B-52's demonstrate power projection in the Pacific

A U.S. Air Force B-52 Stratofortress bomber sits on the flightline April 14, 2016, at Andersen Air Force Base, Guam. The strategic global strike capability of B-52’s deters potential adversaries and provides reassurance to allies and partners that the U.S. is capable to defend its national security interests in the Indo-Asia-Pacific region. (U.S. Air Force photo by Airman 1st Class Arielle Vasquez/Released)

A U.S. Air Force B-52 Stratofortress bomber sits on the flightline April 14, 2016, at Andersen Air Force Base, Guam. The strategic global strike capability of B-52’s deters potential adversaries and provides reassurance to allies and partners that the U.S. is capable to defend its national security interests in the Indo-Asia-Pacific region. (U.S. Air Force photo by Airman 1st Class Arielle Vasquez/Released)

Crew chiefs with the 36th Expeditionary Aircraft Maintenance Squadron connect an aircraft hose to start an engine of a U.S. Air Force B-52 Stratofortress bomber April 14, 2016, at Andersen Air Force Base, Guam. The U.S. Pacific Command has maintained a rotational strategic bomber presence in the Indo-Asia-Pacific region for more than a decade. (U.S. Air Force photo by Airman 1st Class Arielle Vasquez/Released)

Crew chiefs with the 36th Expeditionary Aircraft Maintenance Squadron connect an aircraft hose to start an engine of a U.S. Air Force B-52 Stratofortress bomber April 14, 2016, at Andersen Air Force Base, Guam. The U.S. Pacific Command has maintained a rotational strategic bomber presence in the Indo-Asia-Pacific region for more than a decade. (U.S. Air Force photo by Airman 1st Class Arielle Vasquez/Released)

Capt. Chauncy Rockwell, a 69th Expeditionary Bomb Squadron pilot, performs a pre-flight inspection inside a U.S. Air Force B-52 Stratofortress bomber April 14, 2016, at Andersen Air Force Base, Guam. The U.S. Pacific Command has maintained a rotational strategic bomber presence in the Indo-Asia-Pacific region for more than a decade. (U.S. Air Force photo by Airman 1st Class Arielle Vasquez/Released)

Capt. Chauncy Rockwell, a 69th Expeditionary Bomb Squadron pilot, performs a pre-flight inspection inside a U.S. Air Force B-52 Stratofortress bomber April 14, 2016, at Andersen Air Force Base, Guam. The U.S. Pacific Command has maintained a rotational strategic bomber presence in the Indo-Asia-Pacific region for more than a decade. (U.S. Air Force photo by Airman 1st Class Arielle Vasquez/Released)

Airman 1st Class Richard Bradley, a crew chief with the 36th Expeditionary Aircraft Maintenance Squadron, waits for instructions from aircrew during pre-flight inspections April 14, 2016, at Andersen Air Force Base, Guam. The U.S. Air Force B-52 Stratofortress bomber is a long-range, heavy bomber that can fly up to 50,000 feet and has the capability to carry 70,000 pounds of nuclear or precision guided conventional ordnance with worldwide precision navigation capability. (U.S. Air Force photo by Airman 1st Class Arielle Vasquez/Released)

Airman 1st Class Richard Bradley, a crew chief with the 36th Expeditionary Aircraft Maintenance Squadron, waits for instructions from aircrew during pre-flight inspections April 14, 2016, at Andersen Air Force Base, Guam. The U.S. Air Force B-52 Stratofortress bomber is a long-range, heavy bomber that can fly up to 50,000 feet and has the capability to carry 70,000 pounds of nuclear or precision guided conventional ordnance with worldwide precision navigation capability. (U.S. Air Force photo by Airman 1st Class Arielle Vasquez/Released)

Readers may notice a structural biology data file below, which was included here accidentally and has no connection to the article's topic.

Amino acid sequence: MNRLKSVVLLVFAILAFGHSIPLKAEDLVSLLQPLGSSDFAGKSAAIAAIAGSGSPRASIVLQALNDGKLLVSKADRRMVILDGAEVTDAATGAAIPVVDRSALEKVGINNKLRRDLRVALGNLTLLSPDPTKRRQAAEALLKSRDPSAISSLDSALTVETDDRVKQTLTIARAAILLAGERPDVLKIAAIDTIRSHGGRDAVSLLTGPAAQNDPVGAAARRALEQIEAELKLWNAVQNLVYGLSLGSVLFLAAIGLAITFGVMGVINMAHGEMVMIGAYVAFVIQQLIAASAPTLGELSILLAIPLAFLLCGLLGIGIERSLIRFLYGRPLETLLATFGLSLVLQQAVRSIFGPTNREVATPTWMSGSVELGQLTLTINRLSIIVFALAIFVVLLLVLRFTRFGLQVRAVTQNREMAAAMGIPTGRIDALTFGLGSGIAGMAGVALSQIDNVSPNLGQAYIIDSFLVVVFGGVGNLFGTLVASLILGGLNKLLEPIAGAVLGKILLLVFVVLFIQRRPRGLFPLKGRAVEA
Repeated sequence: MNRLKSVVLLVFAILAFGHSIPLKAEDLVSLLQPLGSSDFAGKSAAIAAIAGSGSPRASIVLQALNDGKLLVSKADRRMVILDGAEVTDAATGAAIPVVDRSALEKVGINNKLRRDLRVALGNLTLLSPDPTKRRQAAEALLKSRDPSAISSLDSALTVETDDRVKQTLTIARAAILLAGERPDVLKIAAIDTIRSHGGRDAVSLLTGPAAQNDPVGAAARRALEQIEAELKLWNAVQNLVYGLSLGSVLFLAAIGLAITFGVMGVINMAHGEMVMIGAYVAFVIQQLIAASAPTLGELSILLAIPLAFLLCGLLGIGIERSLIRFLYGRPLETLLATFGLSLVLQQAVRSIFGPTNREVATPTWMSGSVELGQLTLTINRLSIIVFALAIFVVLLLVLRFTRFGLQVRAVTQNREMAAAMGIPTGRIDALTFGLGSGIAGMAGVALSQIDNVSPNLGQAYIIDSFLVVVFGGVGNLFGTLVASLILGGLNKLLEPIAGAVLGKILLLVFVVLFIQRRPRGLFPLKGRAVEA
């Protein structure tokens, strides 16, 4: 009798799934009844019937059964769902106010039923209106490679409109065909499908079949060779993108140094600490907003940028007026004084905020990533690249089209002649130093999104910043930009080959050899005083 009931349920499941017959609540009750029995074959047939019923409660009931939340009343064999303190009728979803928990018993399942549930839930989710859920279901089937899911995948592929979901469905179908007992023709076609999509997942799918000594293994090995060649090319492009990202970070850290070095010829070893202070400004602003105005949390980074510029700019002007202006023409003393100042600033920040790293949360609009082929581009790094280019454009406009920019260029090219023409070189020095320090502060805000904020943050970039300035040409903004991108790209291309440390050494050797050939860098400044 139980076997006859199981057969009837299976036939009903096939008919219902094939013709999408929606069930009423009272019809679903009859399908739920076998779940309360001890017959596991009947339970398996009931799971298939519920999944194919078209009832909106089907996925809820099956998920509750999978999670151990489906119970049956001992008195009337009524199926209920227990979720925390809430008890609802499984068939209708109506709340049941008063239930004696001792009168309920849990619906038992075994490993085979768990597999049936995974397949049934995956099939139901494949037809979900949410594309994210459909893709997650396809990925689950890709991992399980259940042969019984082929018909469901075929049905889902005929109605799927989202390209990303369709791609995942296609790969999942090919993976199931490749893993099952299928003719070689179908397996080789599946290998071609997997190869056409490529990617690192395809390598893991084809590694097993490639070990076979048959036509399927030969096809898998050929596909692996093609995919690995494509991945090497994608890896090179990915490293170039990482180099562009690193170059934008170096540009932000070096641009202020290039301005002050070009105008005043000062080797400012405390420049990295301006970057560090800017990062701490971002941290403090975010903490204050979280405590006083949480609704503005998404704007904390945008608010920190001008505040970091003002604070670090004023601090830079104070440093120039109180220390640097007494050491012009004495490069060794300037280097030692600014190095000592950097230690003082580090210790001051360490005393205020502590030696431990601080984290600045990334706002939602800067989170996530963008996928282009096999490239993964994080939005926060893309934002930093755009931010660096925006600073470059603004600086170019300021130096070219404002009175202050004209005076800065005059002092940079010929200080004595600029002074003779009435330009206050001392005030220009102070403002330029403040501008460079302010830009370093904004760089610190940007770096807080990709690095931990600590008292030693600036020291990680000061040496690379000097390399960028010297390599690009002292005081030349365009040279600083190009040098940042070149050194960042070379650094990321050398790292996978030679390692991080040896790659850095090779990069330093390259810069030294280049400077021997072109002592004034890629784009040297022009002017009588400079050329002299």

A  U.S. Air Force B-52 Stratofortress bomber taxis on the runway April 14, 2016, at Andersen Air Force Base, Guam. The U.S. military has maintained a deployed strategic bomber presence in the Pacific since March 2004, which has contributed significantly to regional security and stability. (U.S. Air Force photo by Airman 1st Class Arielle Vasquez/Released)

A U.S. Air Force B-52 Stratofortress bomber taxis on the runway April 14, 2016, at Andersen Air Force Base, Guam. The U.S. military has maintained a deployed strategic bomber presence in the Pacific since March 2004, which has contributed significantly to regional security and stability. (U.S. Air Force photo by Airman 1st Class Arielle Vasquez/Released)

A U.S. Air Force B-52 Stratofortress bomber takes off April 14, 2016, from Andersen Air Force Base, Guam. The U.S. conducts continuous bomber presence operations as part of a routine, forward deployed, global strike capability supporting regional security and our allies in the Indo-Asia-Pacific region. (U.S. Air Force photo by Airman 1st Class Arielle Vasquez/Released)

A U.S. Air Force B-52 Stratofortress bomber takes off April 14, 2016, from Andersen Air Force Base, Guam. The U.S. conducts continuous bomber presence operations as part of a routine, forward deployed, global strike capability supporting regional security and our allies in the Indo-Asia-Pacific region. (U.S. Air Force photo by Airman 1st Class Arielle Vasquez/Released)

ANDERSEN AIR FORCE BASE, Guam -- The U.S. Air Force B-52 Stratofortress bomber and crews just returned from Clark Air Base, Philippines, where they supported Exercise Balikatan 16. Exercises like BK 16 help maintain a high level of readiness, enhance military-to-military relations, and combined combat capabilities. The U.S. Pacific Command has maintained a rotational strategic bomber presence in the Indo-Asia-Pacific region for more than a decade. This presence deters potential adversaries and provides reassurance to allies and partners that the U.S. is capable to defend its national security interests in the theater.